Bob Dylan as a political dissenter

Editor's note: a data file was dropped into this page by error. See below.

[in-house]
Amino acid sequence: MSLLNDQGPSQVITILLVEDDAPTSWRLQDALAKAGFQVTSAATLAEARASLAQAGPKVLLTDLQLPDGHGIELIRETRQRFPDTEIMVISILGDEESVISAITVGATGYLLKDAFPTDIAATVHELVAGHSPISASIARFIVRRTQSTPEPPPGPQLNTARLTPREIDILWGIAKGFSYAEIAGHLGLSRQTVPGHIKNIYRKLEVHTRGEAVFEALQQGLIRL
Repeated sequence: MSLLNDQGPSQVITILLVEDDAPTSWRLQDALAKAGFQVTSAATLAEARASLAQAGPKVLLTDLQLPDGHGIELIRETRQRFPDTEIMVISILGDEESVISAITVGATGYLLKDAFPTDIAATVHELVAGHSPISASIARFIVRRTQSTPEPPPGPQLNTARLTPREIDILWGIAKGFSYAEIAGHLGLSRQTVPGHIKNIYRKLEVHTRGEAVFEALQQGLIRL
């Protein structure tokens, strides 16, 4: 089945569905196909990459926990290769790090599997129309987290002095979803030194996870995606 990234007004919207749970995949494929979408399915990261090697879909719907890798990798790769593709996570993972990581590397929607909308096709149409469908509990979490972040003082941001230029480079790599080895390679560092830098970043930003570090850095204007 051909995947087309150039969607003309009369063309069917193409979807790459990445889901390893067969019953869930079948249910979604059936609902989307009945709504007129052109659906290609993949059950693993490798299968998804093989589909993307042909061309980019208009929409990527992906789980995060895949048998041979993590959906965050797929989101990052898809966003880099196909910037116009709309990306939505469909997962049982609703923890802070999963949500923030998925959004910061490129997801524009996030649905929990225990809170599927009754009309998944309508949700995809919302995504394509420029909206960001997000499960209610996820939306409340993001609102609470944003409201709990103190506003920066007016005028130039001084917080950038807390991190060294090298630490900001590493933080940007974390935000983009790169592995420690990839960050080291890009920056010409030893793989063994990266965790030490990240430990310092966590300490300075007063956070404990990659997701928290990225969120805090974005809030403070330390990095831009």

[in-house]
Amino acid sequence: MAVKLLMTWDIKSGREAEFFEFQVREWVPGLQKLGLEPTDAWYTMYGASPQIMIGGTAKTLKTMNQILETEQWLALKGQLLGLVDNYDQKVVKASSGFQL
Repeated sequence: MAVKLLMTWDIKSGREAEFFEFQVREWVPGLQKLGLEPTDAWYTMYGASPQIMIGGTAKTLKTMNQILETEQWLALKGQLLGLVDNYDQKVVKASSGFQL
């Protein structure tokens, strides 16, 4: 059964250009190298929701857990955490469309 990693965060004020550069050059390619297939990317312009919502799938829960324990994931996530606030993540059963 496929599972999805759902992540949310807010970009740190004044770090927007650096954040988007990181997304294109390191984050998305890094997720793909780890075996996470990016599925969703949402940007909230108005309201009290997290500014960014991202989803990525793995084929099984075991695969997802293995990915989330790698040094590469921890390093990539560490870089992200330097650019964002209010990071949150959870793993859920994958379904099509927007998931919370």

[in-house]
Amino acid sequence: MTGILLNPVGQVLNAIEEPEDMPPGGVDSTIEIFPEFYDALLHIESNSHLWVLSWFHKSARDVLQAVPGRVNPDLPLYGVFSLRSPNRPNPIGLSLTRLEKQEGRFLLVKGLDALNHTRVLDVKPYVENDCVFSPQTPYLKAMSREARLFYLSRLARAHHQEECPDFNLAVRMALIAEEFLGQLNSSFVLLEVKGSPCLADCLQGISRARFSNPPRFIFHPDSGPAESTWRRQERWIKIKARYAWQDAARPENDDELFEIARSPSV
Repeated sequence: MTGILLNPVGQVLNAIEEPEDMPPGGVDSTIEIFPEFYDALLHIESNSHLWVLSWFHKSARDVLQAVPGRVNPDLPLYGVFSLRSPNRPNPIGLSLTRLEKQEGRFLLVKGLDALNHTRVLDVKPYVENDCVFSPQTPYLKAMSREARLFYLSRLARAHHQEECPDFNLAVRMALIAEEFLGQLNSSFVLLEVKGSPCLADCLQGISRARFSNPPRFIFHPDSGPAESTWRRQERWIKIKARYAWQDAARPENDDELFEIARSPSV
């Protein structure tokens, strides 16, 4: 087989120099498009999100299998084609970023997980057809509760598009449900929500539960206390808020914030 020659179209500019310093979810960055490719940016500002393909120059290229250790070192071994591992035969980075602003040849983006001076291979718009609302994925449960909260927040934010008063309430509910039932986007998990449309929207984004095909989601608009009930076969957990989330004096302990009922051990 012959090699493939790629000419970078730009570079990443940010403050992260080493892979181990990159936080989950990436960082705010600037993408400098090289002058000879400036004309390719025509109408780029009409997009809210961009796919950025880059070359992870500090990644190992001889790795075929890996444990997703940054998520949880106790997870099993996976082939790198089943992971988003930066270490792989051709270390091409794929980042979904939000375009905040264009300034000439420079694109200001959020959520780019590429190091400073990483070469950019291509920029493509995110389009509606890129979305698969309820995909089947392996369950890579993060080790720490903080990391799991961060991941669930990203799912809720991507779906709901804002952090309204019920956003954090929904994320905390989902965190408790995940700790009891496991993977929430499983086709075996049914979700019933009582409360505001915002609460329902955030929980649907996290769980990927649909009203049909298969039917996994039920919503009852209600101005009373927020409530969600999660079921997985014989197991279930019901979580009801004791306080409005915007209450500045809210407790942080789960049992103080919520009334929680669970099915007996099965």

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The topic of this BA Thesis is Bob Dylan as a political dissenter during the 1960s. The main research question is: to what extent can Bob Dylan’s songs written in 1962 and 1963 be considered “protest” songs against the Vietnam war? Answering this question will help establish an analysis of whether or not Bob Dylan may be considered a political dissenter. This is a relevant topic because Bob Dylan can be considered one of the most iconic protest musicians of the 1960s, but the question remains: was he really protesting anything specific of that time? In the first chapter of this thesis I will contextualize what qualifies as a protest song of the sixties. Furthermore, I will explore Dylan’s place within the context of the antiwar movement and the folk music revival. In the second chapter I will analyze the lyrics of “Blowin’ in the Wind”, “With God on Our Side”, “Masters of War” and “Talking World War III Blues” through a narrative analysis based on the theory of Ollerenshaw and Creswell (2002). Lastly, in the third chapter I will explore the media reception of the aforementioned songs and his image as a political dissenter through documentaries about his early years; Don’t Look Back (1967), No Direction Home (2005), and The Other Side of the Mirror (2007). I will analyze the documentaries through a discourse analysis as described by Wodak and Meyer (2008) and apply reception theory as described by Stuart Hall (1999; 2001).
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